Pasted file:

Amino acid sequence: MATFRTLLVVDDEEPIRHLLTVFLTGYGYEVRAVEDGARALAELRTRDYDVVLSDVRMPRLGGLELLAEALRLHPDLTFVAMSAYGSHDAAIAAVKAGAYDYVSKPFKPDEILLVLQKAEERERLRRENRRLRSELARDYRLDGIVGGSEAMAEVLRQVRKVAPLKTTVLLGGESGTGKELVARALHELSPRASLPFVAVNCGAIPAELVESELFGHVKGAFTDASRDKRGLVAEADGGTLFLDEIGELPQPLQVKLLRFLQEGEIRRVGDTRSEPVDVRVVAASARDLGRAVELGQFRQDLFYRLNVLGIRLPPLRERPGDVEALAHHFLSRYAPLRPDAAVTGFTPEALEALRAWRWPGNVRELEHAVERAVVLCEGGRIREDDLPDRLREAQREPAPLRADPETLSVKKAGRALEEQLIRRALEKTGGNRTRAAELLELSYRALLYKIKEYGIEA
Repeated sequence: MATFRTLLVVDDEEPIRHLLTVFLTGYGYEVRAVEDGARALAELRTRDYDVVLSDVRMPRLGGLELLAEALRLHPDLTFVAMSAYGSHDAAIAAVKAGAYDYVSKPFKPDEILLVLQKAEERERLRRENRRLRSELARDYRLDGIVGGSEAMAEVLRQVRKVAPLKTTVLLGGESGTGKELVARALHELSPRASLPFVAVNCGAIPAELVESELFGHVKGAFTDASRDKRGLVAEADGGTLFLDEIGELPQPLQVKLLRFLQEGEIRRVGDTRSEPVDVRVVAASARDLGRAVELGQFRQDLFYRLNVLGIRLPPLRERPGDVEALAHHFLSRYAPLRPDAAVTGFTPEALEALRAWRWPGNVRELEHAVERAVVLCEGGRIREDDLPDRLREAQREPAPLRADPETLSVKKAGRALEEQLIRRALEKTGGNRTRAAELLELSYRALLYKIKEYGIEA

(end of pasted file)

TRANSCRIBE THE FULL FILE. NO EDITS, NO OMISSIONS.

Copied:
Amino acid sequence: MATFRTLLVVDDEEPIRHLLTVFLTGYGYEVRAVEDGARALAELRTRDYDVVLSDVRMPRLGGLELLAEALRLHPDLTFVAMSAYGSHDAAIAAVKAGAYDYVSKPFKPDEILLVLQKAEERERLRRENRRLRSELARDYRLDGIVGGSEAMAEVLRQVRKVAPLKTTVLLGGESGTGKELVARALHELSPRASLPFVAVNCGAIPAELVESELFGHVKGAFTDASRDKRGLVAEADGGTLFLDEIGELPQPLQVKLLRFLQEGEIRRVGDTRSEPVDVRVVAASARDLGRAVELGQFRQDLFYRLNVLGIRLPPLRERPGDVEALAHHFLSRYAPLRPDAAVTGFTPEALEALRAWRWPGNVRELEHAVERAVVLCEGGRIREDDLPDRLREAQREPAPLRADPETLSVKKAGRALEEQLIRRALEKTGGNRTRAAELLELSYRALLYKIKEYGIEA
Repeated sequence: MATFRTLLVVDDEEPIRHLLTVFLTGYGYEVRAVEDGARALAELRTRDYDVVLSDVRMPRLGGLELLAEALRLHPDLTFVAMSAYGSHDAAIAAVKAGAYDYVSKPFKPDEILLVLQKAEERERLRRENRRLRSELARDYRLDGIVGGSEAMAEVLRQVRKVAPLKTTVLLGGESGTGKELVARALHELSPRASLPFVAVNCGAIPAELVESELFGHVKGAFTDASRDKRGLVAEADGGTLFLDEIGELPQPLQVKLLRFLQEGEIRRVGDTRSEPVDVRVVAASARDLGRAVELGQFRQDLFYRLNVLGIRLPPLRERPGDVEALAHHFLSRYAPLRPDAAVTGFTPEALEALRAWRWPGNVRELEHAVERAVVLCEGGRIREDDLPDRLREAQREPAPLRADPETLSVKKAGRALEEQLIRRALEKTGGNRTRAAELLELSYRALLYKIKEYGIEA